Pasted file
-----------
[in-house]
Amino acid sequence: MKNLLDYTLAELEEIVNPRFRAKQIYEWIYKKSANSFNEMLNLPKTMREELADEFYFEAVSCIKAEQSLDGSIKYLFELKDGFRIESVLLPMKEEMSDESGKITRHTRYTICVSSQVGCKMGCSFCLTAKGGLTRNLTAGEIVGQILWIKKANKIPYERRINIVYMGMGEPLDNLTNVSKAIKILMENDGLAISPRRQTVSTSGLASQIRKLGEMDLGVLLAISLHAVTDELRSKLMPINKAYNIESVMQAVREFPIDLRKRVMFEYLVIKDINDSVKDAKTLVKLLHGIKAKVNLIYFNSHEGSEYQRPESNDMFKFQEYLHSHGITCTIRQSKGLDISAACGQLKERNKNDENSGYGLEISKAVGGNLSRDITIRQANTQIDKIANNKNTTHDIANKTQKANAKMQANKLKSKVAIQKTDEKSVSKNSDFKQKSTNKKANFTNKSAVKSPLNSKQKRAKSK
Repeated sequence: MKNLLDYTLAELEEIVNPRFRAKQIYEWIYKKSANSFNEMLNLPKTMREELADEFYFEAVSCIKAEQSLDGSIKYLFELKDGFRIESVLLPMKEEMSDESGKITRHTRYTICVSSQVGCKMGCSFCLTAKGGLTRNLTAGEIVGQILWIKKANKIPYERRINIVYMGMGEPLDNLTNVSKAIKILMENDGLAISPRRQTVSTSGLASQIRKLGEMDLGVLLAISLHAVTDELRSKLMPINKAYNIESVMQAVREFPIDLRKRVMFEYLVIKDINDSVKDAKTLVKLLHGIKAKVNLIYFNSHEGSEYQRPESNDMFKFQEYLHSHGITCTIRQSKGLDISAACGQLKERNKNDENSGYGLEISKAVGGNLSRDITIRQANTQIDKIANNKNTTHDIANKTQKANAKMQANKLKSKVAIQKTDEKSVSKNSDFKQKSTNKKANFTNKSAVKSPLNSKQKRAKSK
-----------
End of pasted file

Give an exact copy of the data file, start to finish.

[in-house]
Amino acid sequence: MKNLLDYTLAELEEIVNPRFRAKQIYEWIYKKSANSFNEMLNLPKTMREELADEFYFEAVSCIKAEQSLDGSIKYLFELKDGFRIESVLLPMKEEMSDESGKITRHTRYTICVSSQVGCKMGCSFCLTAKGGLTRNLTAGEIVGQILWIKKANKIPYERRINIVYMGMGEPLDNLTNVSKAIKILMENDGLAISPRRQTVSTSGLASQIRKLGEMDLGVLLAISLHAVTDELRSKLMPINKAYNIESVMQAVREFPIDLRKRVMFEYLVIKDINDSVKDAKTLVKLLHGIKAKVNLIYFNSHEGSEYQRPESNDMFKFQEYLHSHGITCTIRQSKGLDISAACGQLKERNKNDENSGYGLEISKAVGGNLSRDITIRQANTQIDKIANNKNTTHDIANKTQKANAKMQANKLKSKVAIQKTDEKSVSKNSDFKQKSTNKKANFTNKSAVKSPLNSKQKRAKSK
Repeated sequence: MKNLLDYTLAELEEIVNPRFRAKQIYEWIYKKSANSFNEMLNLPKTMREELADEFYFEAVSCIKAEQSLDGSIKYLFELKDGFRIESVLLPMKEEMSDESGKITRHTRYTICVSSQVGCKMGCSFCLTAKGGLTRNLTAGEIVGQILWIKKANKIPYERRINIVYMGMGEPLDNLTNVSKAIKILMENDGLAISPRRQTVSTSGLASQIRKLGEMDLGVLLAISLHAVTDELRSKLMPINKAYNIESVMQAVREFPIDLRKRVMFEYLVIKDINDSVKDAKTLVKLLHGIKAKVNLIYFNSHEGSEYQRPESNDMFKFQEYLHSHGITCTIRQSKGLDISAACGQLKERNKNDENSGYGLEISKAVGGNLSRDITIRQANTQIDKIANNKNTTHDIANKTQKANAKMQANKLKSKVAIQKTDEKSVSKNSDFKQKSTNKKANFTNKSAVKSPLNSKQKRAKSK